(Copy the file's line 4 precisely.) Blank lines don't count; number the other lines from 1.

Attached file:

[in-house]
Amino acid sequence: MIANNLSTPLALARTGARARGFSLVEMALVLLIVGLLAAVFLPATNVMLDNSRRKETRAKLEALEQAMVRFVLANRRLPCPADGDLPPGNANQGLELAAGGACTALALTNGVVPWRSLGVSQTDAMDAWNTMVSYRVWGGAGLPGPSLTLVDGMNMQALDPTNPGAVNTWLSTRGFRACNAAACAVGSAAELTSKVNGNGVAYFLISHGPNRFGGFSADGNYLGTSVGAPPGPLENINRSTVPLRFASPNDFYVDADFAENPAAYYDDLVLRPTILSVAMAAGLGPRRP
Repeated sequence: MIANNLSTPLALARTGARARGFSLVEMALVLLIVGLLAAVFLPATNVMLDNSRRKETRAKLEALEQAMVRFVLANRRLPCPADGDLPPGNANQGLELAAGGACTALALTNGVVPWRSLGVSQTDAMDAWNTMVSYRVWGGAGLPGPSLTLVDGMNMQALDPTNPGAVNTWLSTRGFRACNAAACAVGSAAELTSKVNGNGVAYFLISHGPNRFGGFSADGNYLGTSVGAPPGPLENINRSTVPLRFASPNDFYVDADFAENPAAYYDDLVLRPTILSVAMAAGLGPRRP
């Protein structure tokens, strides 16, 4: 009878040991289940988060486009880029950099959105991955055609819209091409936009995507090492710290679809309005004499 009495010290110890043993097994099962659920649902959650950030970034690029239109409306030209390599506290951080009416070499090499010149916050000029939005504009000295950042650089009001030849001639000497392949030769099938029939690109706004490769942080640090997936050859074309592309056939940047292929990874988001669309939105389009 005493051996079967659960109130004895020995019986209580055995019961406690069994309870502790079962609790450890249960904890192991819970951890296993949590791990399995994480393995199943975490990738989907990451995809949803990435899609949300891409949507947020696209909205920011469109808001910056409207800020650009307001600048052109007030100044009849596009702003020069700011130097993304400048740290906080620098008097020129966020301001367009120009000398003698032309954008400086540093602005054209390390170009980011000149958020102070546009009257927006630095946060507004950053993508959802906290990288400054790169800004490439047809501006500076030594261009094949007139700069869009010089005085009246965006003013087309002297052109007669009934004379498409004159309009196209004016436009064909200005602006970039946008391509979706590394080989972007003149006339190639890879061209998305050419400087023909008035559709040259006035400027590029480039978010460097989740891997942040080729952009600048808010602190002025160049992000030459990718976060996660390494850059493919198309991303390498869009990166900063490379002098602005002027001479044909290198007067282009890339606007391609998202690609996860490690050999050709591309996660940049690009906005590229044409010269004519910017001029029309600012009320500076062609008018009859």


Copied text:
């Protein structure tokens, strides 16, 4: 009878040991289940988060486009880029950099959105991955055609819209091409936009995507090492710290679809309005004499 009495010290110890043993097994099962659920649902959650950030970034690029239109409306030209390599506290951080009416070499090499010149916050000029939005504009000295950042650089009001030849001639000497392949030769099938029939690109706004490769942080640090997936050859074309592309056939940047292929990874988001669309939105389009 005493051996079967659960109130004895020995019986209580055995019961406690069994309870502790079962609790450890249960904890192991819970951890296993949590791990399995994480393995199943975490990738989907990451995809949803990435899609949300891409949507947020696209909205920011469109808001910056409207800020650009307001600048052109007030100044009849596009702003020069700011130097993304400048740290906080620098008097020129966020301001367009120009000398003698032309954008400086540093602005054209390390170009980011000149958020102070546009009257927006630095946060507004950053993508959802906290990288400054790169800004490439047809501006500076030594261009094949007139700069869009010089005085009246965006003013087309002297052109007669009934004379498409004159309009196209004016436009064909200005602006970039946008391509979706590394080989972007003149006339190639890879061209998305050419400087023909008035559709040259006035400027590029480039978010460097989740891997942040080729952009600048808010602190002025160049992000030459990718976060996660390494850059493919198309991303390498869009990166900063490379002098602005002027001479044909290198007067282009890339606007391609998202690609996860490690050999050709591309996660940049690009906005590229044409010269004519910017001029029309600012009320500076062609008018009859």